Conscious Awareness? A True Confession

“You cannot change what people say, think, or do.  But you can change the way you react to it.”

~ Corina Kinsmore; Entrepreneur, Marketing Professional, Personal Development and Success Education Mentor, Lifestyle Coach; Victoria, Australia

I preach planning and measuring your words before saying them. I suggest people attempt to be mindful, purposeful, consciously aware. I suggest people practice situations that have led to undesirable behavior in case it happens again.

Oh, if only I’d practiced what I preach for yesterday.

Will you read through this and let me know what you would suggest?

I walked into a room to do a volunteer task I perform monthly.  The woman with whom I normally work is a joy; smart, funny, organized, patient and flexible!  She was out of town and I’d been asked to sit in with someone who used to do her job.

From the moment I entered, everything felt wrong.  The person who used to do her job seemed agitated and possibly, disapproving of me.  Now, I can’t tell you it was all the fault of the other.  I merely know it seemed I was acting off of a VERY old script that culminating in the other screaming at me.

I came home in a total emotional shamble.  Worse, I don’t know this person well enough to know what to do.  I talked to my dear husband, Steve.  I cried.  I said I should apologize for my behavior (not believing I was the total cause, but believing that adults who feel disquieted by their actions feel better after expressing it).  Steve said “forget about it”.

I did write an email of apology for my behavior and explained what had set me off.

And this morning, reading Corina’s statement, I find myself thinking I need to be more mindful of situations that make the hairs on the back of my neck stand up. Trying to look forward (instead of dwelling on the guilt), I’m planning what to do if I ever find myself in such a situation again.  In Social Work school, I was taught that classical problem solving calls for flushing out all solutions.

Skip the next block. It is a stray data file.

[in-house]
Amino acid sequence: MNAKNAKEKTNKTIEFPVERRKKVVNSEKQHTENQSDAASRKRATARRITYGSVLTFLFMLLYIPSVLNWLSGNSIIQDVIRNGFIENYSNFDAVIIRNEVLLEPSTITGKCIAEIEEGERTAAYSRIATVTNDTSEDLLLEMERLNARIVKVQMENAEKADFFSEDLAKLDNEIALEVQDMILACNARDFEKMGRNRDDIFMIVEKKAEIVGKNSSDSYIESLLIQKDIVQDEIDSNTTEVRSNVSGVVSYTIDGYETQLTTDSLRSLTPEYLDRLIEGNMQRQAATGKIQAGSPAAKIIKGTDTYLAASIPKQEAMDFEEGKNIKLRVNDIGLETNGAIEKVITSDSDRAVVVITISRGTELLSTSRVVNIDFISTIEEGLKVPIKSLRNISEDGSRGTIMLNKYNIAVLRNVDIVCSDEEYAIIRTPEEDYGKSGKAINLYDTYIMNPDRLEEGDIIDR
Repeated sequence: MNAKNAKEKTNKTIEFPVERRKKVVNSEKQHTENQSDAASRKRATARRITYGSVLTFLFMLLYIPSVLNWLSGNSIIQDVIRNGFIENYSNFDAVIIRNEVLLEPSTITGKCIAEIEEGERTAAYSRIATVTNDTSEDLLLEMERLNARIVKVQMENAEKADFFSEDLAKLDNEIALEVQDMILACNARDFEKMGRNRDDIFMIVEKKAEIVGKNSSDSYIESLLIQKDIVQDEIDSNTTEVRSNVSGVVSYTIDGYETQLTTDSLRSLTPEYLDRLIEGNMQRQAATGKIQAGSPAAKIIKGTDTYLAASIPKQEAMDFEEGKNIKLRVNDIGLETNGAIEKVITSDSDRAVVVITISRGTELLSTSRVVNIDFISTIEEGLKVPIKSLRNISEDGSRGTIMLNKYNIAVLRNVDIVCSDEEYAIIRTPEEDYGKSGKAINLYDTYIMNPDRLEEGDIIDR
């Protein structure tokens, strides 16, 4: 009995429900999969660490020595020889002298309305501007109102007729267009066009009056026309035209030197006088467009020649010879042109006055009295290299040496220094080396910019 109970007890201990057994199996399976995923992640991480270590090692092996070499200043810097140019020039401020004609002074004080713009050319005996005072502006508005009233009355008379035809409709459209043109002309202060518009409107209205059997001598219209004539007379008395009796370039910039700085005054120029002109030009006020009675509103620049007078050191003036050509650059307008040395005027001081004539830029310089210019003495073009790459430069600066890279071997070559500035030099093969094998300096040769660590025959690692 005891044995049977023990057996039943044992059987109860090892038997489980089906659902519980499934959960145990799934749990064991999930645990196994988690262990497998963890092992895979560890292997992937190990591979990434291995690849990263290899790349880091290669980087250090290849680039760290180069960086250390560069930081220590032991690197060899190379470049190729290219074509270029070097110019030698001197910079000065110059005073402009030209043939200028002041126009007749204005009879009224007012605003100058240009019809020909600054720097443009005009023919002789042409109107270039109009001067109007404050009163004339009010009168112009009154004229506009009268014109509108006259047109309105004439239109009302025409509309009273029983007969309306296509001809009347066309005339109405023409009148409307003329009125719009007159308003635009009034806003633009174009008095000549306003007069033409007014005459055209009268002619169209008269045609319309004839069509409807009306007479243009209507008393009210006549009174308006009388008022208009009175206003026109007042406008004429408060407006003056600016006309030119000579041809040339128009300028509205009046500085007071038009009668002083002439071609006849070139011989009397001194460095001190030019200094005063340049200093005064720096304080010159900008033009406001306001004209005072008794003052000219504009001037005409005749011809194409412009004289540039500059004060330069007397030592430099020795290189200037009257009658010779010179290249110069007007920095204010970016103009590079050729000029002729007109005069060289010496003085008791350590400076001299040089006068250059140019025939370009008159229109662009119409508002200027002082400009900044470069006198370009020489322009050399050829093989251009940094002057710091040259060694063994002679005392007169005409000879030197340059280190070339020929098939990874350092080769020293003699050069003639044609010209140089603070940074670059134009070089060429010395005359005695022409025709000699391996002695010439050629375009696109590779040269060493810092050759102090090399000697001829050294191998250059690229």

• be honest and state my discomfort
  • sit quietly and do my task, praying/repeating mantra until the task is complete
  • excuse myself earlier or find a way to break the tension earlier -send the link to this blog to the person
  • consider anxiety medication or treatment, go back into therapy
  • move to another country

I know I’m only human –  weak and flawed – not one to attempt perfection, but only to strive to be a bit better.

The first three ‘solutions’ seem as if they’d sit best with me, but what do you think?  I’d love your thoughts!  Please comment on this one!

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3 Responses to Conscious Awareness? A True Confession

  1. Each person born is given the same two assignments: living and communing with others. Popular though academia makes being “right”, being kind serves us far better when our goals are thriving and connecting optimally with others – critical not to exclude ourselves! We all attend the same school, we are all learning, those courageous enough to keep challenging themselves end up with a few more bruises. Hugs to you this day Melissa for your kindness, courage, and candor – great ingredients for success in our mandatory curriculum!

      • Your one and two are lovely Melissa, as is Corina’s quote. Trust your attraction. Just as plants need not be instructed to grow, so too are human beings hardwired with a divine inner GPS. We all experience being ill at ease, and mental conflict, when our actions are not in alignment with that which best serves ourself and others. Acknowledging our discomfort is critical as it motivates us to seek an alternate path.

        Also essential is sitting quietly and listening. When you do so, ask your inner GPS what action meets the criteria of being kind both to yourself and others, then be silent and confident of a reply. You will recognize advice from your GPS when calm and inner mental peace are restored. Treat all conflicting thoughts which attempt to intervene as you would an exhausted child, hug them and put them down for a nap!

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